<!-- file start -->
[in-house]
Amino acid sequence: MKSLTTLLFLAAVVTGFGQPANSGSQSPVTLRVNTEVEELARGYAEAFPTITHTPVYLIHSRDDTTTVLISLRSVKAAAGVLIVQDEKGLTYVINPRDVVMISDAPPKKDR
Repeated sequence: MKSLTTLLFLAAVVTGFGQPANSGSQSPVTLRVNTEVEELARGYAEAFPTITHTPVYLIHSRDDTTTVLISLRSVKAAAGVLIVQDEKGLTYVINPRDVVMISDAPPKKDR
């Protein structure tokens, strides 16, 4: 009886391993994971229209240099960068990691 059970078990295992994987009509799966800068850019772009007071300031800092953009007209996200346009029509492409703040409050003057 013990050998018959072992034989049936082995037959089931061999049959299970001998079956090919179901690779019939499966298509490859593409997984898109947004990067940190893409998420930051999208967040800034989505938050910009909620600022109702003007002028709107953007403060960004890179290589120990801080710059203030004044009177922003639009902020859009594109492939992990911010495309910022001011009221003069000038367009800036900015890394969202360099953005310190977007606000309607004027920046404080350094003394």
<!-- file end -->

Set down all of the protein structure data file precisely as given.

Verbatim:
[in-house]
Amino acid sequence: MKSLTTLLFLAAVVTGFGQPANSGSQSPVTLRVNTEVEELARGYAEAFPTITHTPVYLIHSRDDTTTVLISLRSVKAAAGVLIVQDEKGLTYVINPRDVVMISDAPPKKDR
Repeated sequence: MKSLTTLLFLAAVVTGFGQPANSGSQSPVTLRVNTEVEELARGYAEAFPTITHTPVYLIHSRDDTTTVLISLRSVKAAAGVLIVQDEKGLTYVINPRDVVMISDAPPKKDR
């Protein structure tokens, strides 16, 4: 009886391993994971229209240099960068990691 059970078990295992994987009509799966800068850019772009007071300031800092953009007209996200346009029509492409703040409050003057 013990050998018959072992034989049936082995037959089931061999049959299970001998079956090919179901690779019939499966298509490859593409997984898109947004990067940190893409998420930051999208967040800034989505938050910009909620600022109702003007002028709107953007403060960004890179290589120990801080710059203030004044009177922003639009902020859009594109492939992990911010495309910022001011009221003069000038367009800036900015890394969202360099953005310190977007606000309607004027920046404080350094003394």